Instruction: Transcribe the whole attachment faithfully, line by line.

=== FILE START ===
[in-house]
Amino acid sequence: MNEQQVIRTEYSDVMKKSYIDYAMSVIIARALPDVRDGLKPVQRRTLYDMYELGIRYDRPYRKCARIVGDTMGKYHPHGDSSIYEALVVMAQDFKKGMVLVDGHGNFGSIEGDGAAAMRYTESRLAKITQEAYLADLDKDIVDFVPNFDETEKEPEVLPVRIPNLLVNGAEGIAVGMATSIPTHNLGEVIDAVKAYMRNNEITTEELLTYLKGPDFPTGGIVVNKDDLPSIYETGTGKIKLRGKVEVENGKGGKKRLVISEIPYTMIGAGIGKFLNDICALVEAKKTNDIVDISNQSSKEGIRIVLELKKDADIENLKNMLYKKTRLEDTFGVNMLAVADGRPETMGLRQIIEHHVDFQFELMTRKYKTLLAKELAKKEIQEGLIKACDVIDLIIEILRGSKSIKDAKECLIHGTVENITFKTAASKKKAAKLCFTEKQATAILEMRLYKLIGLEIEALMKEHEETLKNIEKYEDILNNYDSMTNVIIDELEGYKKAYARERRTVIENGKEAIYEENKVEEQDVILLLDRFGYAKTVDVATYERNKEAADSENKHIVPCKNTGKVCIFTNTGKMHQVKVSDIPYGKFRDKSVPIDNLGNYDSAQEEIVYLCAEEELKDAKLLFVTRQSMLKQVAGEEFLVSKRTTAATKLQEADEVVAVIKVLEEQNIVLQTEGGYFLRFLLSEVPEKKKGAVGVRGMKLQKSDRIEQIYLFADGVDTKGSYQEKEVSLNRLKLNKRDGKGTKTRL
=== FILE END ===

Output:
[in-house]
Amino acid sequence: MNEQQVIRTEYSDVMKKSYIDYAMSVIIARALPDVRDGLKPVQRRTLYDMYELGIRYDRPYRKCARIVGDTMGKYHPHGDSSIYEALVVMAQDFKKGMVLVDGHGNFGSIEGDGAAAMRYTESRLAKITQEAYLADLDKDIVDFVPNFDETEKEPEVLPVRIPNLLVNGAEGIAVGMATSIPTHNLGEVIDAVKAYMRNNEITTEELLTYLKGPDFPTGGIVVNKDDLPSIYETGTGKIKLRGKVEVENGKGGKKRLVISEIPYTMIGAGIGKFLNDICALVEAKKTNDIVDISNQSSKEGIRIVLELKKDADIENLKNMLYKKTRLEDTFGVNMLAVADGRPETMGLRQIIEHHVDFQFELMTRKYKTLLAKELAKKEIQEGLIKACDVIDLIIEILRGSKSIKDAKECLIHGTVENITFKTAASKKKAAKLCFTEKQATAILEMRLYKLIGLEIEALMKEHEETLKNIEKYEDILNNYDSMTNVIIDELEGYKKAYARERRTVIENGKEAIYEENKVEEQDVILLLDRFGYAKTVDVATYERNKEAADSENKHIVPCKNTGKVCIFTNTGKMHQVKVSDIPYGKFRDKSVPIDNLGNYDSAQEEIVYLCAEEELKDAKLLFVTRQSMLKQVAGEEFLVSKRTTAATKLQEADEVVAVIKVLEEQNIVLQTEGGYFLRFLLSEVPEKKKGAVGVRGMKLQKSDRIEQIYLFADGVDTKGSYQEKEVSLNRLKLNKRDGKGTKTRL